The food now still has the same unhealthy effect on your body, but after the dopamine spike, the pleasure doesn’t wear off. Instead there is a feeling of satisfaction. You had a good night, and you allowed yourself to enjoy the pleasures of life.  The indulgence was worth it, because it came from a place of loving the food itself, not escaping something else.

 

Relationships with Other People

A recurring theme among people that come to me for coaching is that they want to stop being such a push-over or a people pleaser.

A lot of modern dating advice for men tells people to stop being “such a nice guy” because it only gets you in the friend zone and that “women only want bad guys”.

This causes many men to falsely believe that they need to become more selfish and arrogant. Which is just plain stupid:

When was the last time you fell in love with someone because of their selfishness and arrogance?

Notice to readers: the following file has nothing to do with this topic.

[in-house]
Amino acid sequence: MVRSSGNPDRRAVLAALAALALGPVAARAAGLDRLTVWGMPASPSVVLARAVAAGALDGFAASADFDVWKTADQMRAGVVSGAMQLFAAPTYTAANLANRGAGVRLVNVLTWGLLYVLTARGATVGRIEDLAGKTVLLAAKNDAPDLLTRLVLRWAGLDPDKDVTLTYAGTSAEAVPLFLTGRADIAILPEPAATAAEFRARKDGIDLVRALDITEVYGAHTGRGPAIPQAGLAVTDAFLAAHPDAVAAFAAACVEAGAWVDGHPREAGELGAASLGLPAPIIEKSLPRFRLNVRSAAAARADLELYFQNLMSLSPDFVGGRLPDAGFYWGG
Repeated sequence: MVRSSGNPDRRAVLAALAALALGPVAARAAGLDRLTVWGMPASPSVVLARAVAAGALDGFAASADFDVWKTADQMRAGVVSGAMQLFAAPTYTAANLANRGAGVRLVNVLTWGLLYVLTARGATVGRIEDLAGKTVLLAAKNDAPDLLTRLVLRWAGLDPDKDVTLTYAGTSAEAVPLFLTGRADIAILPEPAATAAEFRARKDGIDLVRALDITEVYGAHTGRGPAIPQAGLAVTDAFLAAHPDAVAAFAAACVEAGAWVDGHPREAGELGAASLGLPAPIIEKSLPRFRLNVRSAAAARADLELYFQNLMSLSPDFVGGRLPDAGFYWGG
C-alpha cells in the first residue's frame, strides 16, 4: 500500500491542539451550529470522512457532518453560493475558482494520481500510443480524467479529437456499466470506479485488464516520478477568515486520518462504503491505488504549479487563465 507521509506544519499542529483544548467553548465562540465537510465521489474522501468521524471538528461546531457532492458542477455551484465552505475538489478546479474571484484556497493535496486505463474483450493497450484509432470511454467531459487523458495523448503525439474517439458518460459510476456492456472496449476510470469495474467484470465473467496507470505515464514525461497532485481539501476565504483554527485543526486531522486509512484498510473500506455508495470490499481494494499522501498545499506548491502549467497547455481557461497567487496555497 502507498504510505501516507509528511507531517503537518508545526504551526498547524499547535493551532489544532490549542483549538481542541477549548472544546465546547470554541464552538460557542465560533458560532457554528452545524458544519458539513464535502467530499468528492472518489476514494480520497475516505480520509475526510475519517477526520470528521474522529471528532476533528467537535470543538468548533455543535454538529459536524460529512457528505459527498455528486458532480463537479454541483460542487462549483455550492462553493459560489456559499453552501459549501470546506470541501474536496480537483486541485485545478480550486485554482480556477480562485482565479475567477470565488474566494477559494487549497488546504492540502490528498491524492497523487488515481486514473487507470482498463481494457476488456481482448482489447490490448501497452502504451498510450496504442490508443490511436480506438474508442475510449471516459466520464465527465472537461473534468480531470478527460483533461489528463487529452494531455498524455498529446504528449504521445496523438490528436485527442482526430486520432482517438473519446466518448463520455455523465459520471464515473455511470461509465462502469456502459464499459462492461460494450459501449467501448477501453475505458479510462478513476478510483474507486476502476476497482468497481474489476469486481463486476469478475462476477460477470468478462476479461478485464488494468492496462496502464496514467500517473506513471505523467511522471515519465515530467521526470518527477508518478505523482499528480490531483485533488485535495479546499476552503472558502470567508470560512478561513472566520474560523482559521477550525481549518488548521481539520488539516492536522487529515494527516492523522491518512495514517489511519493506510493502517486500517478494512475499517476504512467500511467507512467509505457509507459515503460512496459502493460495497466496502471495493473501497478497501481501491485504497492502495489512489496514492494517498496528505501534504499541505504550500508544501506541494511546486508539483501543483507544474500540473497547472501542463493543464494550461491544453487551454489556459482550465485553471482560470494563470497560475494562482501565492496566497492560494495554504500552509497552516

Never.

Sure, you may not end up in the friend zone anymore, but that’s because you’re not in any zone any more. You stopped being nice and it made you an unlikeable person 😉

On the opposite end, a lot of women learn to put up a “bitch act” or cold exterior, because they’ve been hurt by dishonest men in the past.  They have decided to stop being so nice and gullible. Now they can protect their heart from getting broken again.

The result? They struggle to find a good man and keep attracting drama or mismatches because they don't let men see their true, vulnerable personality anymore.

In both of the sides of this story, people are confusing the actual behavior, with the motives behind it.